What would support landholders to make these changes in the future?

  • Funding to enable further trialling.
  • Flexibility around deliverables to take into account poor seasons, labour constraints and unplanned challenges such as poor health.

What else could be done?

Landholders are proud of what they have achieved and keen to share the lessons learned.

Supporting peer to peer learning between landholders could increase the lessons learned to the broader population and help engage more landholders in practice change programs in the future.


Reef regulations - grazing, standard conditions

  1. For land in good or fair condition (more than 50 per cent ground cover at 30 September), continue using measures to maintain land condition.
  2. For land in poor condition (less than 50 per cent ground cover at 30 September), steps must be taken to improve land condition.
  3. For land in degraded condition (less than 20 per cent ground cover at 30 September), steps must be taken to improve land condition OR prevent areas from further degrading or expanding.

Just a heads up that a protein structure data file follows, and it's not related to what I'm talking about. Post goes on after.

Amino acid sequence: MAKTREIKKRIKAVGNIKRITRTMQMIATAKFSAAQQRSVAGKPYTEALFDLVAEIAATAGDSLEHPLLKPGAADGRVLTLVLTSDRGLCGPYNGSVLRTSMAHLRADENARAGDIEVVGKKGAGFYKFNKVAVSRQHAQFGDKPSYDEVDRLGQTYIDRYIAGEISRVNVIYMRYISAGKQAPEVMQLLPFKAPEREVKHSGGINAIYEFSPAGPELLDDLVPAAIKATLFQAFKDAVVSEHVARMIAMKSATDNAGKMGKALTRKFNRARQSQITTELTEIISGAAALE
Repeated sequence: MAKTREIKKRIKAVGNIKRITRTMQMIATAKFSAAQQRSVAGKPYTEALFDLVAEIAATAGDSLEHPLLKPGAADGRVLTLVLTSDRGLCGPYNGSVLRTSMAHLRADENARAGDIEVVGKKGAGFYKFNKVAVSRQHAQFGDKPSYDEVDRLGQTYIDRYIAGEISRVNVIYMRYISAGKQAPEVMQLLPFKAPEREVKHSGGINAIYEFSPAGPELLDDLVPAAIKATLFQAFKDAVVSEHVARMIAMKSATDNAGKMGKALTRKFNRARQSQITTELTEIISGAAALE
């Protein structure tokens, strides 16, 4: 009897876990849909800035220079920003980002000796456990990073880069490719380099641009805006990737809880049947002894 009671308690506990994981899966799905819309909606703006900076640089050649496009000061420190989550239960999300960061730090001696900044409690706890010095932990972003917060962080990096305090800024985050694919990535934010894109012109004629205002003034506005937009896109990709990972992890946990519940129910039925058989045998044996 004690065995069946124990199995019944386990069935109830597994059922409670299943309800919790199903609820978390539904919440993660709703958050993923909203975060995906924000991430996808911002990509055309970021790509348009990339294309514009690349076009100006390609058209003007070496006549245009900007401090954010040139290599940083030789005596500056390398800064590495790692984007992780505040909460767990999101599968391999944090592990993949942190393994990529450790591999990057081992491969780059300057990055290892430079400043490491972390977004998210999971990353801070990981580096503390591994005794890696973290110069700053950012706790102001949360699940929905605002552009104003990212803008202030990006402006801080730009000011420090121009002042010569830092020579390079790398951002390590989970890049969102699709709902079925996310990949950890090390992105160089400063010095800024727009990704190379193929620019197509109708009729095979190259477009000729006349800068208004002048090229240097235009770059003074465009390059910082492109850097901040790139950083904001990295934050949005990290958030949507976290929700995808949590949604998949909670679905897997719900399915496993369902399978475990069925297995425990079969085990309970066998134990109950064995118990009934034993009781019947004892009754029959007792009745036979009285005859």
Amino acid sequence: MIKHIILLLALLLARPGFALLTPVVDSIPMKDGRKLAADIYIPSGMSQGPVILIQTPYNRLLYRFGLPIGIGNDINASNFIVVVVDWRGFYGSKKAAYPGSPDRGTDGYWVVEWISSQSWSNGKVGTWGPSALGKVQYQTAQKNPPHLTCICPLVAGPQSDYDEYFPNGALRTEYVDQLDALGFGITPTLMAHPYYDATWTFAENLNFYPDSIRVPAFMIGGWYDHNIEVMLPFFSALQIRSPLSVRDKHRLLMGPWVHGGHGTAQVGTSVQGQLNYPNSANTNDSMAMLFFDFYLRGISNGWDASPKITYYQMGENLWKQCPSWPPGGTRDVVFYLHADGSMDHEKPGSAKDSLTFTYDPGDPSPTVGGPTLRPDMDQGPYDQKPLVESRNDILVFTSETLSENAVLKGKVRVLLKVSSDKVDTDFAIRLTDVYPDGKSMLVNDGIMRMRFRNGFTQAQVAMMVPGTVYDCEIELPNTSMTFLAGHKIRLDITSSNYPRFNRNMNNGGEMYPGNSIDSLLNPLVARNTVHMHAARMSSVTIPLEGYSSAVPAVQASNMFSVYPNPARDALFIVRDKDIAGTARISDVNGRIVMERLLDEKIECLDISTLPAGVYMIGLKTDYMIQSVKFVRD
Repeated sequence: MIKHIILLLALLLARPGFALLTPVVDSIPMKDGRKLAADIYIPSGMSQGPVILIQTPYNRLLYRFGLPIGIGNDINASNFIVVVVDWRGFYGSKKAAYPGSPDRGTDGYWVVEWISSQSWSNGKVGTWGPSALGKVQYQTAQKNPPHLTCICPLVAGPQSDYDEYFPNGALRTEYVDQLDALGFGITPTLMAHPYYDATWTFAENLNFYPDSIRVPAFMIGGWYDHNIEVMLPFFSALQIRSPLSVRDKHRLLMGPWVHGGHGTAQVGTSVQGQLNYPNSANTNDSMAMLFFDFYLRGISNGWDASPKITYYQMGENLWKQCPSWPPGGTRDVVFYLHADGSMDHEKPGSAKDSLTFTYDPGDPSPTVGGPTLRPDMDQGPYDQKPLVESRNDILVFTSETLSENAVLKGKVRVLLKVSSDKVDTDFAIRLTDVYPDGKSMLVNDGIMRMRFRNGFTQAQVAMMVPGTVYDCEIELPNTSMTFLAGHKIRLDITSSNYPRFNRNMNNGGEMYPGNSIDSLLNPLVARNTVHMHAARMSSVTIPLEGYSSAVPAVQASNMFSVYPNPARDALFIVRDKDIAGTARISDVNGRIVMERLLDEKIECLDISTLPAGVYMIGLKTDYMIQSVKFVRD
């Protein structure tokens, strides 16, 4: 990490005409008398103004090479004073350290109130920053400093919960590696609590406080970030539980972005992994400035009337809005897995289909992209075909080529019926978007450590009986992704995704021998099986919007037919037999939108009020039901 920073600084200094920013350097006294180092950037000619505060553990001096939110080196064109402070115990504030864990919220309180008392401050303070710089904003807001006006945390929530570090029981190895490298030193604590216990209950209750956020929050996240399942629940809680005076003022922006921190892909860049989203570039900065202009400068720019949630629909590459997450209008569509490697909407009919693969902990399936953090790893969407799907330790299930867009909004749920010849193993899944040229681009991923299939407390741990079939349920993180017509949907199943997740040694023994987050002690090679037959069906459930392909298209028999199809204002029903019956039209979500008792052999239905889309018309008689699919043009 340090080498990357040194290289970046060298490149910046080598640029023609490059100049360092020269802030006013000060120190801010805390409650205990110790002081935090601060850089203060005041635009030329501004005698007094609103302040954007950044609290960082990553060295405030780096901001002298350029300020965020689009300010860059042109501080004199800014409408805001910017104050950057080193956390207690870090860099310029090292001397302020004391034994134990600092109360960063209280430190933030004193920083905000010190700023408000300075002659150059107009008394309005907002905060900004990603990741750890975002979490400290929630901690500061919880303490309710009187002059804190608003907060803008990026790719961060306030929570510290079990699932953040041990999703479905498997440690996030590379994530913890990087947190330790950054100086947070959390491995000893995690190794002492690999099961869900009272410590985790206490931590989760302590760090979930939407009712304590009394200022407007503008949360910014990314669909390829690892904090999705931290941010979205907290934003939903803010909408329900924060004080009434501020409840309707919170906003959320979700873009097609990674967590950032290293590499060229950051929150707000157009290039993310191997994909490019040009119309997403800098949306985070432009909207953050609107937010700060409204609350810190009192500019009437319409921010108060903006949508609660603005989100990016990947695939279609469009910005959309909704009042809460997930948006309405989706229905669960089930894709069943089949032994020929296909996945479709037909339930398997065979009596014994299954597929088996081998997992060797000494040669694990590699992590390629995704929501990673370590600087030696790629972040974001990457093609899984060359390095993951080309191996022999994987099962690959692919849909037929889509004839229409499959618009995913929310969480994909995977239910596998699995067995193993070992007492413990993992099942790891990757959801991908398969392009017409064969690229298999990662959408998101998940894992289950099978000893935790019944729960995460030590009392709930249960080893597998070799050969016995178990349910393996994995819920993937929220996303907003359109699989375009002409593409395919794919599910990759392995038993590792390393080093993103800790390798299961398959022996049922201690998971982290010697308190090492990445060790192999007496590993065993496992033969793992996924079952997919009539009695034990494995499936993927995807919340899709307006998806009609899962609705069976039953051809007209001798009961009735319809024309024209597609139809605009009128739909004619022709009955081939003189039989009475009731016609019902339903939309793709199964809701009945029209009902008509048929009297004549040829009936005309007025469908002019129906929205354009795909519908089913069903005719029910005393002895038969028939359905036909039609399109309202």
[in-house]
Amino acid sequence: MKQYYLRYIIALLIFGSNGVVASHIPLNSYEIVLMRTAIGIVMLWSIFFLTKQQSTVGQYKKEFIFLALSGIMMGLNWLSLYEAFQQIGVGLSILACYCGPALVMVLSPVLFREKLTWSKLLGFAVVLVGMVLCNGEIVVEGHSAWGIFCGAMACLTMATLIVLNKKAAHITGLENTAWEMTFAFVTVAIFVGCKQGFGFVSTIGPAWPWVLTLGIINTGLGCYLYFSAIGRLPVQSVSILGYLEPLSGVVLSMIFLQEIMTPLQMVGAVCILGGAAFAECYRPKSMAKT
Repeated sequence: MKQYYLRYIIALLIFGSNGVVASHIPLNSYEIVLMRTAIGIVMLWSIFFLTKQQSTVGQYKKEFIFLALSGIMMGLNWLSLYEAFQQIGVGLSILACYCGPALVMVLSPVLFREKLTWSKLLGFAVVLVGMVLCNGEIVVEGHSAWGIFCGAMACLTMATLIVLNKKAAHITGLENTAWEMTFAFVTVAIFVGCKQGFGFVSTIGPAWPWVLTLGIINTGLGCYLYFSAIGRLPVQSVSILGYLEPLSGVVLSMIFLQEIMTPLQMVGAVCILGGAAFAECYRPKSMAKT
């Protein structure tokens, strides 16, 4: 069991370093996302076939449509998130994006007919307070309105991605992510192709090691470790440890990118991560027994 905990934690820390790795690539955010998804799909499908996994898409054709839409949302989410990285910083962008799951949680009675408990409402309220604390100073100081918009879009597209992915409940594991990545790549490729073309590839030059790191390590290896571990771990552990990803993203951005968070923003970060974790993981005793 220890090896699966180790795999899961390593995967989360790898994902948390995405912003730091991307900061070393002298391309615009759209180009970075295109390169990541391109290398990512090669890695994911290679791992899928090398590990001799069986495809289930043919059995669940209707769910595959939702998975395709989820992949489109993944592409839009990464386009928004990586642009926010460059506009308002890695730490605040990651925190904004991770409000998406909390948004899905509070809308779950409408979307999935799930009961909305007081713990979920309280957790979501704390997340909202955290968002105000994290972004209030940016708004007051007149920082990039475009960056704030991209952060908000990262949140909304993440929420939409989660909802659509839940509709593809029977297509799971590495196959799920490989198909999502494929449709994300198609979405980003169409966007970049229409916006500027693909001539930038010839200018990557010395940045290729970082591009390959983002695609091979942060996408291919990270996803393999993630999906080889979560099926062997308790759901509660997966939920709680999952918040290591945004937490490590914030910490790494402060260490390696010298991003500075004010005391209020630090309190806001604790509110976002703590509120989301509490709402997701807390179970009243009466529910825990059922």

4. Keep records of measures taken and also of agricultural chemicals, fertiliser and mill mud or mill ash applied to land.
KEQ #8

KEQ #7
KEQ #6

KEQ #5

KEQ #4

The LDC project monitors four gully sites (represented in this table) with gold standard equipment and analysis, carried out by CSIRO.

Results have been compiled in a preliminary report from Bartley et al (2020), with the final report expected to be released by the end of 2020. The preliminary report shows all four sites have indicators of improvements, notably the Strathbogie and Mt Wickham sites.

KEQ #3

*The Exploring New Incentives activity area has provided an opportunity for graziers to adopt improved land management practices through a range of activities. For some of these properties, it was the first time they signed contracts for on-ground works.

KEQ #1